Just my thoughts on the subject :)

travis said...

Excellent piece. I've debated with myself many times over exactly what you have said. I think there are clear cut classics, and I think they are commonly agreed on by the "hip hop community".

The problem is, some youngin's these days don't understand this. They weren't there when "Critical Beatdown" was released, like us old codgers. They don't know what the vibe of those were.

I'm not sure if there has been anything mad since Mos Def's "Black On Both Sides" that I "personally" call classic. Nor, do I think there is really anythiny that we can all agree on since then either. My personal classics since then would be

Little Brother "The Listening"
Masta Ace "Disposable Arts" & "A Long Hot Summer"
Foreign Exchange "Connected"

and that's about it. But I don't think anything has the majority of the vote from the hip hop community this decade.

Jumping from era to era is difficult as well. There is alot of stuff that when it came out, I wasn't all that thrilled with. That Shadz of Lingo is a PERFECT example. I was somewhat eager for that to drop after hearing them on E Double's solo debut, but when it dropped, I wasn't all that impressed. I picked it up again a few years back and I loved it. I'm sure part of that reason is from the lack of what I consider quality music being released these days. Back when it originally dropped, it was only medicore compared to the stuff being dropped. Some of these kids (and I'm guilty of this myself) say things are a lot better than they originally were viewed because of the lack of quality music out these days.

Anyway, just some rambling, random thoughts.

Excellent post again, Dart

alley al said...

arrgghh!!
you know i wanna say somethin', right?
but imma wind up babblin' too much, so i 'll just say nice post.
lol.
maybe i'll add on later if i ever get my thoughts together.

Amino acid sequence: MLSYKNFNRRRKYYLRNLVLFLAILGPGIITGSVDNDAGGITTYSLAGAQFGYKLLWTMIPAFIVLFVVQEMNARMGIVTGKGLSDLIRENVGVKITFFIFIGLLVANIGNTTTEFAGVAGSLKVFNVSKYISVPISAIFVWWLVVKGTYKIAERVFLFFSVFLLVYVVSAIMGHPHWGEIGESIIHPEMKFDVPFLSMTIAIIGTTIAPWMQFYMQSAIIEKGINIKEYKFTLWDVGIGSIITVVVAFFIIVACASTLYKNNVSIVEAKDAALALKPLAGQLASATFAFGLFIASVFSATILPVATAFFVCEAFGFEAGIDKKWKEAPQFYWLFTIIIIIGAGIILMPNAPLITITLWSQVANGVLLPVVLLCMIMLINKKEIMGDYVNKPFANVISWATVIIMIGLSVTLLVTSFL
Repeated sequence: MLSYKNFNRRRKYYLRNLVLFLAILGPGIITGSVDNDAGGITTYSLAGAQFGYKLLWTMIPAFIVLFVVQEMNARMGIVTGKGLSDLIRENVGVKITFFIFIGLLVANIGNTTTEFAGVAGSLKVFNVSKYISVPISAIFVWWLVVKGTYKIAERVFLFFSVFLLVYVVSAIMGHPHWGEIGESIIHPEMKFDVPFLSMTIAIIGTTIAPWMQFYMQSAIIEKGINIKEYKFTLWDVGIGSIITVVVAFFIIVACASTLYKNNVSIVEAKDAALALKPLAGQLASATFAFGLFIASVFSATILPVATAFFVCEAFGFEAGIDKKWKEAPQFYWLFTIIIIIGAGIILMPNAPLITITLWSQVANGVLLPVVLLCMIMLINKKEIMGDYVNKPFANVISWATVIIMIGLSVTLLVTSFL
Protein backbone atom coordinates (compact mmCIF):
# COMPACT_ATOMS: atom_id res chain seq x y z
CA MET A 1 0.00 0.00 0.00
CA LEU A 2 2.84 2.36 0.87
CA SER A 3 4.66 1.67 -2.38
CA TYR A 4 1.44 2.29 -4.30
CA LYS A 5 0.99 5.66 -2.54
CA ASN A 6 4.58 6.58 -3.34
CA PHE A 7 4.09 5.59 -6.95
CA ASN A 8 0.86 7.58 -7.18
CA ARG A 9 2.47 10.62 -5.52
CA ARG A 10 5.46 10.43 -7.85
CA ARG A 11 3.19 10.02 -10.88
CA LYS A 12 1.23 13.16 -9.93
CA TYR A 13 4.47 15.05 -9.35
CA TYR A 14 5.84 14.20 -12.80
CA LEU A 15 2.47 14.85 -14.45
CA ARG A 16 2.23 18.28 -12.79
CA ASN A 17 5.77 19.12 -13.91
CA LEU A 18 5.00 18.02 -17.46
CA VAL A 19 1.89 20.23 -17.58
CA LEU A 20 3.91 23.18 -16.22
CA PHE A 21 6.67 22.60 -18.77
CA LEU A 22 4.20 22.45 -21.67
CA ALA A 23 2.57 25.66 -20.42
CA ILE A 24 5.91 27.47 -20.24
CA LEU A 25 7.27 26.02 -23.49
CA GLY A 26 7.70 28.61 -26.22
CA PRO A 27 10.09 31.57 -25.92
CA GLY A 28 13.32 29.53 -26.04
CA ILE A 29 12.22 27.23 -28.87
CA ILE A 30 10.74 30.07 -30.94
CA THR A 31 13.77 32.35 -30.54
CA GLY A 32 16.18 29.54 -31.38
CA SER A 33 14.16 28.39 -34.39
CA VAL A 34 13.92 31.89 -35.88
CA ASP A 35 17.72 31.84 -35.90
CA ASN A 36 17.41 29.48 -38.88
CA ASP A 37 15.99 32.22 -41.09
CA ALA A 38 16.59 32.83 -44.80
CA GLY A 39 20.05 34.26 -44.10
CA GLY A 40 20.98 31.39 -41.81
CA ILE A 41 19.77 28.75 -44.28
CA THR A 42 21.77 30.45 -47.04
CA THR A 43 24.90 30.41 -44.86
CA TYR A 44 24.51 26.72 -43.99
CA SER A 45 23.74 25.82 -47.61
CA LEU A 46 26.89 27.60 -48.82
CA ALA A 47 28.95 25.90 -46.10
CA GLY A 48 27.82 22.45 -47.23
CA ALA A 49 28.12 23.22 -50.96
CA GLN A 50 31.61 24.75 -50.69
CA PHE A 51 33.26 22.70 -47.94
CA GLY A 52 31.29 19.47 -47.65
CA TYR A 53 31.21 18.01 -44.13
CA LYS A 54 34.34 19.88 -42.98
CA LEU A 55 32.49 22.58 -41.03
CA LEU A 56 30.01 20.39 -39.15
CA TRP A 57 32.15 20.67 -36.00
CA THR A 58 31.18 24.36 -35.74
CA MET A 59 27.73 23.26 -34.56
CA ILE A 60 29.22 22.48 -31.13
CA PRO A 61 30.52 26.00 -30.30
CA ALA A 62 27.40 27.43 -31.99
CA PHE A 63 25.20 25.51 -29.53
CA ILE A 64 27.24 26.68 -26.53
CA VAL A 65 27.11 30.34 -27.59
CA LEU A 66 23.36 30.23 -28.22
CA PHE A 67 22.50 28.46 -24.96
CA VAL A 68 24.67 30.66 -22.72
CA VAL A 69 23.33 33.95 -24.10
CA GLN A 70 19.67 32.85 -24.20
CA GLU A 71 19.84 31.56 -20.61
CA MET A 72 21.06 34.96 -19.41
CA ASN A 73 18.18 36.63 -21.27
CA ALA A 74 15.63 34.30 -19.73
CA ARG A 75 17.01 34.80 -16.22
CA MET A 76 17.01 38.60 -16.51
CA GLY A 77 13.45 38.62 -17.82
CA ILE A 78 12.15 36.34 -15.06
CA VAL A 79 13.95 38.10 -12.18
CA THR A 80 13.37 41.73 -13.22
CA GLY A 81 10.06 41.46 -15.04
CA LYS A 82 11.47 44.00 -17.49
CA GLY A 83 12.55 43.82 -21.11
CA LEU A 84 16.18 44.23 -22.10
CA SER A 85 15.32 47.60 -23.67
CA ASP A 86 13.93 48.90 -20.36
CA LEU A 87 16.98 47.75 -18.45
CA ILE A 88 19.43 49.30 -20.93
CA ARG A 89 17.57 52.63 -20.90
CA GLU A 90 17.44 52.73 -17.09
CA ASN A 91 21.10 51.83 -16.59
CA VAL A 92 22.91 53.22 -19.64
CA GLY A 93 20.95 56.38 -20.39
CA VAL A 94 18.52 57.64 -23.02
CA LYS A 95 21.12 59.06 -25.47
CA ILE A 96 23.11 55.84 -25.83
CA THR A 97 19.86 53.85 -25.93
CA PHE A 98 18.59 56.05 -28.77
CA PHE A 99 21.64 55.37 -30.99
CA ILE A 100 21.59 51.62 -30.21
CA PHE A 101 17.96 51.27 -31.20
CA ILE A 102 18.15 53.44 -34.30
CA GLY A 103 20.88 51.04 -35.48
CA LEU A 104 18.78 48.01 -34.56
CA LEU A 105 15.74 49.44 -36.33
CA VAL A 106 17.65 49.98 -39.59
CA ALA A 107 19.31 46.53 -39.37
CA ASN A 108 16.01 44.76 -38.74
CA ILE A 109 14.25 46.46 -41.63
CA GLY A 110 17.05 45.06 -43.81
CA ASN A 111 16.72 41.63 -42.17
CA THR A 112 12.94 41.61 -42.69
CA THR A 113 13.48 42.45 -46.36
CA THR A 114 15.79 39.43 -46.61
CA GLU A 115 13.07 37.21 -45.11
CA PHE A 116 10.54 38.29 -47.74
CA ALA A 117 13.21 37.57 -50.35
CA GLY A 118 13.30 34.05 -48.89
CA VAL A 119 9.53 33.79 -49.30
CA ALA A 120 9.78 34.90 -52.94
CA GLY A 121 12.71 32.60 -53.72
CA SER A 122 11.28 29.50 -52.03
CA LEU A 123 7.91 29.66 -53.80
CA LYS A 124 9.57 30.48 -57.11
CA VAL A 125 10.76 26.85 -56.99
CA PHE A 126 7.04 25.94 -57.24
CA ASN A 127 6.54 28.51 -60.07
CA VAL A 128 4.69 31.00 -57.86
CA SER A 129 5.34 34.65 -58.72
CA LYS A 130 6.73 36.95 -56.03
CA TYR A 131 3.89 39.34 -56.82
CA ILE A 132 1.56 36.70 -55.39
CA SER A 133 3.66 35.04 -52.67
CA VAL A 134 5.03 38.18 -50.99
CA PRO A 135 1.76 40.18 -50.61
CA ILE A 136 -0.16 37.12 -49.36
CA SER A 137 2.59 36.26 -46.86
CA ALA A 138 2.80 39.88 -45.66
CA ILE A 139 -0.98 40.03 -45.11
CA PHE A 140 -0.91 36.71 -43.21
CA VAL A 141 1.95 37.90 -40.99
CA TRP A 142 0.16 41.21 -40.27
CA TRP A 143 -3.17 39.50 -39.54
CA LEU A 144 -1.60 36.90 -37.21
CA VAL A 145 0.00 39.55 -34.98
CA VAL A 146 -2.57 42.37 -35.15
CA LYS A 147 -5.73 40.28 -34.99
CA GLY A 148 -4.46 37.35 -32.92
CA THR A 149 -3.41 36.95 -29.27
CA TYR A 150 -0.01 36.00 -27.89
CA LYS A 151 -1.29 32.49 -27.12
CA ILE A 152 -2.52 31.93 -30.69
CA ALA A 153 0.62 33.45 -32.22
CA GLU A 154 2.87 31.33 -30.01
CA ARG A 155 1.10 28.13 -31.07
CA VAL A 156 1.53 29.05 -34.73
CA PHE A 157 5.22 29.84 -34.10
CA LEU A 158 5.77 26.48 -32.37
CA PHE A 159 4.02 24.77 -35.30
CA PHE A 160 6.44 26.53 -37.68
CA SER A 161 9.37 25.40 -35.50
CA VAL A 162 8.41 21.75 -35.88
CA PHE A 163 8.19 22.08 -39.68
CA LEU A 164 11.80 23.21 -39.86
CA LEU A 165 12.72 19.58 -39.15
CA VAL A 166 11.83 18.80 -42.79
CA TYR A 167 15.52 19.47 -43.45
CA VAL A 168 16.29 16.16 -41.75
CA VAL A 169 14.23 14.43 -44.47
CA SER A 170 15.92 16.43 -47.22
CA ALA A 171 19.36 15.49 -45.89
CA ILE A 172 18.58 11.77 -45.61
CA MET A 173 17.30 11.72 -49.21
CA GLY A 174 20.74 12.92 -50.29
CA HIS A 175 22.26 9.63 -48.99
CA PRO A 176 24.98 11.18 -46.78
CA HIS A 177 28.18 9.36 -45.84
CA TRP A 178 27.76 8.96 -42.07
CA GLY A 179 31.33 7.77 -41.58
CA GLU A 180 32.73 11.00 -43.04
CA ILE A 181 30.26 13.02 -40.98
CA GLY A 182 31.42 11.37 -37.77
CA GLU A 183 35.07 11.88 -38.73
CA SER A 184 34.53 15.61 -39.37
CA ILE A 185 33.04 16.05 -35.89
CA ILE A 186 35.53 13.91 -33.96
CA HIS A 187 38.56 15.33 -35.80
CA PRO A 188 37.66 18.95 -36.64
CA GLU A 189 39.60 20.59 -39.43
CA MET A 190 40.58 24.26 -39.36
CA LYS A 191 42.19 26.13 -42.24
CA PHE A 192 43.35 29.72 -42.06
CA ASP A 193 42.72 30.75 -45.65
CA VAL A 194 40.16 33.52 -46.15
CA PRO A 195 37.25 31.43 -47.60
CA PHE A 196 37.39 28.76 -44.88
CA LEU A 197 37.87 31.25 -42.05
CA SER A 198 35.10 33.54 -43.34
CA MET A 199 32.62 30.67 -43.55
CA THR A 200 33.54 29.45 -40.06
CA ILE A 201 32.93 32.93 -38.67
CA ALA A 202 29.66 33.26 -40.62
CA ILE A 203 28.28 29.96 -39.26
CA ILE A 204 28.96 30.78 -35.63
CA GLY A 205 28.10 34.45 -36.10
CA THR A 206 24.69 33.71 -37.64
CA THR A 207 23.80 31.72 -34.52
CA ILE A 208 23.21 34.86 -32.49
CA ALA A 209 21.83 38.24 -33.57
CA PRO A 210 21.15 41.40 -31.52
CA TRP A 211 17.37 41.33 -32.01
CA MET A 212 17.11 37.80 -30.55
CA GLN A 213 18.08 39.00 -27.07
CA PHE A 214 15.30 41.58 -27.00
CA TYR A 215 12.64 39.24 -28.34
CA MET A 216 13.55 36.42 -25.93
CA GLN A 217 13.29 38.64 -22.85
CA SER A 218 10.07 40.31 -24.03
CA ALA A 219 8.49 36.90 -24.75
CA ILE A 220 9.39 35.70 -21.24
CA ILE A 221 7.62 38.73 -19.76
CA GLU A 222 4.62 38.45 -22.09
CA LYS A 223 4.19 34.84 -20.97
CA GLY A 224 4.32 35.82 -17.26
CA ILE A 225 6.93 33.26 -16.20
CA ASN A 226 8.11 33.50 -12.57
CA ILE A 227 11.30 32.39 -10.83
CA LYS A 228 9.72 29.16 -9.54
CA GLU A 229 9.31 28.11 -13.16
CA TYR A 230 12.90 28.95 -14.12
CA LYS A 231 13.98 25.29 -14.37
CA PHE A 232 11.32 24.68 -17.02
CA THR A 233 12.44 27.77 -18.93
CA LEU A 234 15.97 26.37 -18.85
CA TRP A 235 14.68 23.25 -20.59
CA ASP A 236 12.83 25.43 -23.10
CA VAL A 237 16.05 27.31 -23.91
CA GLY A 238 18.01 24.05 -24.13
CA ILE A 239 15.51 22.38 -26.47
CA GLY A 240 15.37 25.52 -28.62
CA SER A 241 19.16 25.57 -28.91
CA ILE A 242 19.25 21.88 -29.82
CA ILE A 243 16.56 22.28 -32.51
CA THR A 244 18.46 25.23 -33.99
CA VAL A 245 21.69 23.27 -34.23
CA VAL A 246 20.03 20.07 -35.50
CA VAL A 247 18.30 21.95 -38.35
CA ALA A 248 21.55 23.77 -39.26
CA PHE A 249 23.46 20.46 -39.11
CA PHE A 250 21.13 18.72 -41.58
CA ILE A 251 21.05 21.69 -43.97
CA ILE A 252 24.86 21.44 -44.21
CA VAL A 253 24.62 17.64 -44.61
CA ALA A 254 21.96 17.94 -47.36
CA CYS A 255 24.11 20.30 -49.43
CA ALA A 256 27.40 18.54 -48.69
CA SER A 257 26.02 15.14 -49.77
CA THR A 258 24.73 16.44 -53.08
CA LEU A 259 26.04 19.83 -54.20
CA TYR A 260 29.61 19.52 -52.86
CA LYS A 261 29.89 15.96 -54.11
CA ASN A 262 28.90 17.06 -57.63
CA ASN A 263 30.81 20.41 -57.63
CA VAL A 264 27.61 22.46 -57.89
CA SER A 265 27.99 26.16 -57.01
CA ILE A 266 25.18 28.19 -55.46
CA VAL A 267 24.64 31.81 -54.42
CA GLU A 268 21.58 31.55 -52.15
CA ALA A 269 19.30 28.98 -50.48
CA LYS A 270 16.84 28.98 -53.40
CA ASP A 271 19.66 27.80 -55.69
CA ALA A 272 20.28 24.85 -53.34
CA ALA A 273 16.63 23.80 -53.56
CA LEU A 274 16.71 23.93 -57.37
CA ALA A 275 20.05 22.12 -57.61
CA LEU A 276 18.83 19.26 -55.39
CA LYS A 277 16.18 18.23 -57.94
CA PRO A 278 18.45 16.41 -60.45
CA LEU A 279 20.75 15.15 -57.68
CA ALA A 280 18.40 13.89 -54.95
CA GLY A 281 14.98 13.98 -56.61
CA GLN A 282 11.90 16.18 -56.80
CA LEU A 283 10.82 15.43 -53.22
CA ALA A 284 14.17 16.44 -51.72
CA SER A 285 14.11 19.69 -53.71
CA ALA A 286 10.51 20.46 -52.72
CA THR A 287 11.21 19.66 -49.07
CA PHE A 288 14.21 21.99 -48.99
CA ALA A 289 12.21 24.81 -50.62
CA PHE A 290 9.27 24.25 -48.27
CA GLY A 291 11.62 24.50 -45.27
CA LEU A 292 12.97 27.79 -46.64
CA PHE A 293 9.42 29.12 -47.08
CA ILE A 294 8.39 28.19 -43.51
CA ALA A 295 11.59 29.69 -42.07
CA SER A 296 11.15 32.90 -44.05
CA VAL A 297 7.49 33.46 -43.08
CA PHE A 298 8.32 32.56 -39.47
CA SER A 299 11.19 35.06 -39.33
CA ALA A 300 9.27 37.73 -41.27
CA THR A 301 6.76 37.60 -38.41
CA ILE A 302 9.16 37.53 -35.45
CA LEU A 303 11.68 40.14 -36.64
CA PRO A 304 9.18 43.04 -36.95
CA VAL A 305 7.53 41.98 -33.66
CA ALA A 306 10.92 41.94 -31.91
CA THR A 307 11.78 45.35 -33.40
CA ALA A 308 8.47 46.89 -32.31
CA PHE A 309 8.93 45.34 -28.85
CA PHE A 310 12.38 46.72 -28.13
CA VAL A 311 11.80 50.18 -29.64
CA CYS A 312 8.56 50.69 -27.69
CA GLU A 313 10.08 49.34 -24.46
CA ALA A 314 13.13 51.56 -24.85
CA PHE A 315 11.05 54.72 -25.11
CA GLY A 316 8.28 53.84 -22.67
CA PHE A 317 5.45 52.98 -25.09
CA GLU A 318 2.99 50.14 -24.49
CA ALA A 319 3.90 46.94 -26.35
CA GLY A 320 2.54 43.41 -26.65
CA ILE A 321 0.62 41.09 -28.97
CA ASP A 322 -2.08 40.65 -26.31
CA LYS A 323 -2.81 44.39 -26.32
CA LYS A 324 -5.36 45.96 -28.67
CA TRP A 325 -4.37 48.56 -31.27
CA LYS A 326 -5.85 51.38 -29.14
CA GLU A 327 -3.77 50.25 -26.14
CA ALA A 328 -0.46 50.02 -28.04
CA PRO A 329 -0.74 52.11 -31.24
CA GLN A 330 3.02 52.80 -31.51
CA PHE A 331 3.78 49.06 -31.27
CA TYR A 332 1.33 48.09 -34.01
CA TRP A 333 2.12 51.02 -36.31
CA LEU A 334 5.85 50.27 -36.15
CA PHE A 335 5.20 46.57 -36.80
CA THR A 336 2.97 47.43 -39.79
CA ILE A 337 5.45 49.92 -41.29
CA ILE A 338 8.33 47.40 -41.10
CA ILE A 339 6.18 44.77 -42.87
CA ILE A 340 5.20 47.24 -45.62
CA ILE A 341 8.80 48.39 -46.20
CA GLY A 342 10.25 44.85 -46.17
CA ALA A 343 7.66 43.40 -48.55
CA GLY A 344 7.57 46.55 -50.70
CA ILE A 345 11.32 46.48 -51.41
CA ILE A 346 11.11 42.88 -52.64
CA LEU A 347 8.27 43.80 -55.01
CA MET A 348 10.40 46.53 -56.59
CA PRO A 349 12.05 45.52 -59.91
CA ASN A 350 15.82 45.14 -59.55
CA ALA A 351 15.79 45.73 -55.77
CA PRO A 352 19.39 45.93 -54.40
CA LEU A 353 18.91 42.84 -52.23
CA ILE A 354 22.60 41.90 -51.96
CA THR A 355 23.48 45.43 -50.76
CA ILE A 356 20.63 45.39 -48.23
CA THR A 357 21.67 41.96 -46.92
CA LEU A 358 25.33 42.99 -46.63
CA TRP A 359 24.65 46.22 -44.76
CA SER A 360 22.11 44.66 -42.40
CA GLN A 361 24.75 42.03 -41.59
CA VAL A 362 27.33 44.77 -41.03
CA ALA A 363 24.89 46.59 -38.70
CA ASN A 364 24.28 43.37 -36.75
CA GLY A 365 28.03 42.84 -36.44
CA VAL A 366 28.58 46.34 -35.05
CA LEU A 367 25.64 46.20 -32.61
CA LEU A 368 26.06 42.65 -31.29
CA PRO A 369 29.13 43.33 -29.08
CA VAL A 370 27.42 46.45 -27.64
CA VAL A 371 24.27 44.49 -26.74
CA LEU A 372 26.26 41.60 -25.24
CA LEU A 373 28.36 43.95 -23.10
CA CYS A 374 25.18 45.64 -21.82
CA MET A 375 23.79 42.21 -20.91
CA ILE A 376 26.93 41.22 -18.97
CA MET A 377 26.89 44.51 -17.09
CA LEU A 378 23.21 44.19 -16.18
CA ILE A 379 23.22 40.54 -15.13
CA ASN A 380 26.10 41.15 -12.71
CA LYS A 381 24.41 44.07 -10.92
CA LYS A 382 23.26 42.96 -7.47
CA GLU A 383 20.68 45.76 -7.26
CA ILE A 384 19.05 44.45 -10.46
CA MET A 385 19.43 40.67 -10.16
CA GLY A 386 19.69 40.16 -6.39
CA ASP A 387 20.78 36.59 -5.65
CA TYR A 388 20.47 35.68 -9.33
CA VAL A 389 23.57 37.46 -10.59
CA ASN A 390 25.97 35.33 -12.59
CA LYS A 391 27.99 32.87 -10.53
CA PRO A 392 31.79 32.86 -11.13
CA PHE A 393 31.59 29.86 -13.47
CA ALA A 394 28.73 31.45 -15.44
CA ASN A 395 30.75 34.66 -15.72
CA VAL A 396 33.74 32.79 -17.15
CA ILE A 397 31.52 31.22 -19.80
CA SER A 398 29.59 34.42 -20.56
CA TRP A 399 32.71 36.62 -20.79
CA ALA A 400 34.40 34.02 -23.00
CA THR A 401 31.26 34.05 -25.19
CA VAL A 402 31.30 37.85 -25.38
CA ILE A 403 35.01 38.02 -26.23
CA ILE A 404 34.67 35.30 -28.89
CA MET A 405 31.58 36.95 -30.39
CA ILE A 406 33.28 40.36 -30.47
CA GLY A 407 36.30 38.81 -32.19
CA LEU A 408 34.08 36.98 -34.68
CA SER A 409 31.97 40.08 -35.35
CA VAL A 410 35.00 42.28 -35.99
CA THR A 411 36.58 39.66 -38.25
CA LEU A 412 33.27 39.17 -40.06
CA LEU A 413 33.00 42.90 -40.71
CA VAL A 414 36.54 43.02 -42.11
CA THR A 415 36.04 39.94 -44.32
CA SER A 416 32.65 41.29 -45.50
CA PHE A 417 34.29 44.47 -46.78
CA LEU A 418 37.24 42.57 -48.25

btw, i don't think dare iz a darkside is an undisputed classic..
and i'm a dirty jersey rep!!

travis said...

Alley, you are man 50 grand and all, but man, if Dare isn't....I don't know what is! hahaha

It's in my top 5 personal favorites. I think it's better than "Muddy Waters"...but then again, my all-time favorite album probably isn't a "classic" (Masta Ace - Slaughtahouse)

Dart Adams said...

Nah, Travis. I disagree with you on Masta Ace's Slaughtahouse. I think most heads agree it was a classic album. I think that Sittin' On Chrome was just as good, but based on when it came out and what else dropped it was just short of being a classic....Plus if Dare Iz A Darkside ain't a classic, that throws off the rest od Redman's catalog because Muddy Water just fell short. One.

Jaz said...

incredible post Dart...wow what a read.

peace

alley al said...

dare is a darkside is super dope, but it's disputable. i think WHUT THEE ALBUM is more undisputed- they're all arguable, cuz it's all an opinion, no?
i agree with p-why about an album making an impact for it to be considered classic. mostly. like i said, i don't feel like babbling too much cuz my mind's all over the place right now..

Dan Love said...

I totally agree that the 'classic' tag gets banded about far too easily in hip hop. I'm not sure whether it necessarily requires an album to change the game though, as there are surely only very few LPs that have done so, perhaps limiting the 'classic' tag a little too tightly.

Really enjoyed this post Dart, I like these posts with opinions on the genre in general. Keep it up.

Dan